Ice Lake 10nm Xeon Scalable On Display

One of the more sedate talks at the event was discussing Intel’s approach in the datacenter. We’ve covered this story in detail, especially at Intel’s Data-Centric Summit only a few months ago. Intel has stated that Cascade Lake and Cooper Lake are the next two products for the enterprise market, both built on 14nm, focusing on enhanced security as well as AI instructions to help with acceleration. We also know that after these two Intel will have Ice Lake Scalable built on 10nm, but that’s about it.

To be honest, we don’t actually know much more than what we did back then. Intel confirmed that Ice Lake will be built using Sunny Cove cores. But Intel also showed off what they said was an Ice Lake Xeon 10nm processor and package, as shown in the image above.

Color me skeptical, but what was held up is likely either not ICL-SP or just silicon that doesn’t work. In order to make those products, Intel would have to have pumped out at least one large (350mm2+?) die that worked and then put it into a package with a heatspreader. Intel finally seems to be happy discussing a few products on 10nm, as shown at this event, but all the 10nm hardware is based on tiny 100mm2 or smaller silicon. Given Intel’s documented problems, I would have loved that CPU that was held up in the air to be Ice Lake-SP. But I’ll need to see something more concrete to believe it at this point; it’s too much of a jump.

Ending Intel’s Architecture Day

As I’m writing this, it is 3am PT and only a couple of hours away from Intel’s listed embargo time. The event finished 10 hours ago (a few of us skipped the end event drinks to get to writing) and despite the short time to write it all up, it was a good event overall. For the first time in a good while, Intel decided to talk shop, and in an honest way with very little hand waving. One could argue that in every discussion point, Intel raised more questions than they answered, but the positive here is that questions are being answered, and Intel is willing to share things like roadmaps into 2021, demonstrations of some exciting new products for 2019/2020, and a taste of how they are progressing in both manufacturing and microarchitecture. Hopefully Intel will feel the same and this can become a yearly cadence. The trio of Keller, Koduri, and Murthy, is a strong team to field to the press, and this event fits that bill.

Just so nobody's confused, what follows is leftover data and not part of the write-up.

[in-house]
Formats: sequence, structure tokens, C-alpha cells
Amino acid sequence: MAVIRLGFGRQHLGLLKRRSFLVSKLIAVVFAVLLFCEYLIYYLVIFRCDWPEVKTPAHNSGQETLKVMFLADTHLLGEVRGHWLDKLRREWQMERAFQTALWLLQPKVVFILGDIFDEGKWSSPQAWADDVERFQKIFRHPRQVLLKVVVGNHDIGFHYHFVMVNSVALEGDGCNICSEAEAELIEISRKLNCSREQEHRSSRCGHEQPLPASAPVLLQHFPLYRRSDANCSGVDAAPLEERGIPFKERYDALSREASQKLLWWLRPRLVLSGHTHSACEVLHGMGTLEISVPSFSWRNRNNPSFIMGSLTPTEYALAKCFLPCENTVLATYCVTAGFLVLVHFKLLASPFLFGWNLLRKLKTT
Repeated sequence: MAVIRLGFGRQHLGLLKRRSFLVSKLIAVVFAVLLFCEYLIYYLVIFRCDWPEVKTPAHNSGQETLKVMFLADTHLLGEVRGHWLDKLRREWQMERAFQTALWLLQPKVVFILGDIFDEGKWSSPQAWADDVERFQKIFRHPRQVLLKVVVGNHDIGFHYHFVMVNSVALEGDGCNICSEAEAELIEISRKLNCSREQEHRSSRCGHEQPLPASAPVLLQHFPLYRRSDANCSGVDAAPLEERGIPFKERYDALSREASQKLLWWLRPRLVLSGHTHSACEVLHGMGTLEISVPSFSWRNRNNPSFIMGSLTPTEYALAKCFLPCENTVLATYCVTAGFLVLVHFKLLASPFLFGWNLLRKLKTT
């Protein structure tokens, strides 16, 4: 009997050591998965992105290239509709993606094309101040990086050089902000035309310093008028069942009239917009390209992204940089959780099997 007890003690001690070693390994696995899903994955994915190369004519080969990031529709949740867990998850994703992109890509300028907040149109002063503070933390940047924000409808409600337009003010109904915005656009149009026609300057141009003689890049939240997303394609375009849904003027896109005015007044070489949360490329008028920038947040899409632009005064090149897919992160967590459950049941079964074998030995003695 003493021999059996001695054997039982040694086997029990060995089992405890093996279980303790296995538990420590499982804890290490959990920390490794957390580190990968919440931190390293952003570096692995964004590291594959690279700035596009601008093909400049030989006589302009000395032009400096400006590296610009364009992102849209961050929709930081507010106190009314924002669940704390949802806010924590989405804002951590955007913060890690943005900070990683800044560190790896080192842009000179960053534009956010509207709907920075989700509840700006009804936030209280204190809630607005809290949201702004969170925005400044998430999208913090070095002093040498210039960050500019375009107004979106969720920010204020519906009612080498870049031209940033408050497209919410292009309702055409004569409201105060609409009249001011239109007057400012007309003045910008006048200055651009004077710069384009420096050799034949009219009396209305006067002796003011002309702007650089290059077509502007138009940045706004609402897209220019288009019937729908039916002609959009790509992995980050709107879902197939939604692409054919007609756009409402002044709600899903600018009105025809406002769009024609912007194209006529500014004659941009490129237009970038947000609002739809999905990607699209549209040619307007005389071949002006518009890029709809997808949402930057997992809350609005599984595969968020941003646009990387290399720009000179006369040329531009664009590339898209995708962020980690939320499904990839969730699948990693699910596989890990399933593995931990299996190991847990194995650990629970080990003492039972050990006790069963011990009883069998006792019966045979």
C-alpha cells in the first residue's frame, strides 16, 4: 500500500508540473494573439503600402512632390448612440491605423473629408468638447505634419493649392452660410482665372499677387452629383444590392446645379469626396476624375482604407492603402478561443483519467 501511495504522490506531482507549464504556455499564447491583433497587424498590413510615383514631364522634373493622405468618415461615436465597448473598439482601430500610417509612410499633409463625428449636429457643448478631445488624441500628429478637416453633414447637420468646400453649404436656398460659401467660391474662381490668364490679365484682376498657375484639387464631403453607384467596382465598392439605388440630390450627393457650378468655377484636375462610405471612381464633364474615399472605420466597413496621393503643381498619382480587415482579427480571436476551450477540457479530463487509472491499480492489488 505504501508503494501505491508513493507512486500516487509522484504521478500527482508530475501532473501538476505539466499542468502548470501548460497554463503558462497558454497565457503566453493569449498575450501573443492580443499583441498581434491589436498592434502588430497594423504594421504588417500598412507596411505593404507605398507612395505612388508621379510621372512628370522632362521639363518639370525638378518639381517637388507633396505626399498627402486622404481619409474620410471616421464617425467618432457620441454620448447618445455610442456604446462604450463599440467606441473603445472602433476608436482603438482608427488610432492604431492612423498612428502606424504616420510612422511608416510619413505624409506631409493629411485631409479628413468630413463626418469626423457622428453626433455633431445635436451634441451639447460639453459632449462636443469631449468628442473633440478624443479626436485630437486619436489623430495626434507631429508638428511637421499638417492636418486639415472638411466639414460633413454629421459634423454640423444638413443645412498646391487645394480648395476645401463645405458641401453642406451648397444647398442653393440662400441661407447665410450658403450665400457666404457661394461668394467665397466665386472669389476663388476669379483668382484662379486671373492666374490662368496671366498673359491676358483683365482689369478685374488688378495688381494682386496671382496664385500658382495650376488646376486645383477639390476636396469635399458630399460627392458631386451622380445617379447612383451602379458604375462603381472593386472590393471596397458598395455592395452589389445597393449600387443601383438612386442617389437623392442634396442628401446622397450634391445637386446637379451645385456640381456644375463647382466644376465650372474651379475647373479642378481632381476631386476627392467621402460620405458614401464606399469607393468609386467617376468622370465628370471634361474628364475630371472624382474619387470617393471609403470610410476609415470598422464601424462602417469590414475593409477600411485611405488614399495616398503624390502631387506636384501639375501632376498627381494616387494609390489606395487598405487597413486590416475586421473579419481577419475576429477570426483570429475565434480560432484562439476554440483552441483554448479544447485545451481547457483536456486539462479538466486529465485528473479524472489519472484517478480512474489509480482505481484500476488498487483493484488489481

To end this piece, I’m going to put in the Q&A section from day’s presentations, as well as some of the questions put in my particular round-table. It’s an interesting read, and it helps that Jim is full of memorable quotes.

Intel’s First Fovoros and First Hybrid x86 CPU: Core plus Atom in 7 W on 10 nm Intel Made Something Really Funny: Q&A with Raja, Jim, and Murthy
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  • watersb - Saturday, December 15, 2018 - link

    Great work, lots of info. Thanks very much! Reply
  • peevee - Tuesday, December 18, 2018 - link

    "Normally cache misses decrease by a factor of a square root of the proportional size when the cache is increased"

    This is neither true in most performance-critical real cases nor can provide any estimate of actual performance increase.
    Reply
  • mikato - Friday, December 21, 2018 - link

    I'm here for the "raja inside" comments. Disappointed. Reply
  • peevee - Sunday, December 23, 2018 - link

    "although it was pointed out that these improvements won’t help everyone, and might require new algorithms in order to use specific parts of the core."

    Which means it will help almost no one, as very few will optimize specifically for that core.

    "We’re waiting to see what changes Intel has made on the front-end, which is where a lot of low-hanging fruit often lies for performance."

    Low-hanging fruit in x86 was picked up in Pentium. Since then it is just more and more kludges which cost more energy than improve performance (normalizing for node).
    Reply
  • peevee - Sunday, December 23, 2018 - link

    "64 EUs... Each EU will support seven threads as before, which means that the entire GT2 design will essentially have 512 concurrent pipelines."

    Math?
    And are these threads? Or ALUs?
    Reply
  • peevee - Sunday, December 23, 2018 - link

    "The 7-Zip demo was relatively straight forward, showing how the new instructions such as Vector-AES and SHA-NI in Sunny Cove can give the processor a 75% boost in performance over an equivalent Skylake based platform at iso-frequency."

    Huh? Have they recompiled (what compiler supports the new instructions then), or manually wrote a codepath in asm? And enabled encryption so to get any increase, so the increase is not actually for compression? Have they disabled compression too? ;)
    Reply
  • dampf - Wednesday, January 2, 2019 - link

    Really Intel? Adding AI improvements to Core architecture in 2021? Smartphone vendors were doing it last year... way too late. And 5G will take off in the end of 2019. Reply
  • TheJian - Wednesday, January 2, 2019 - link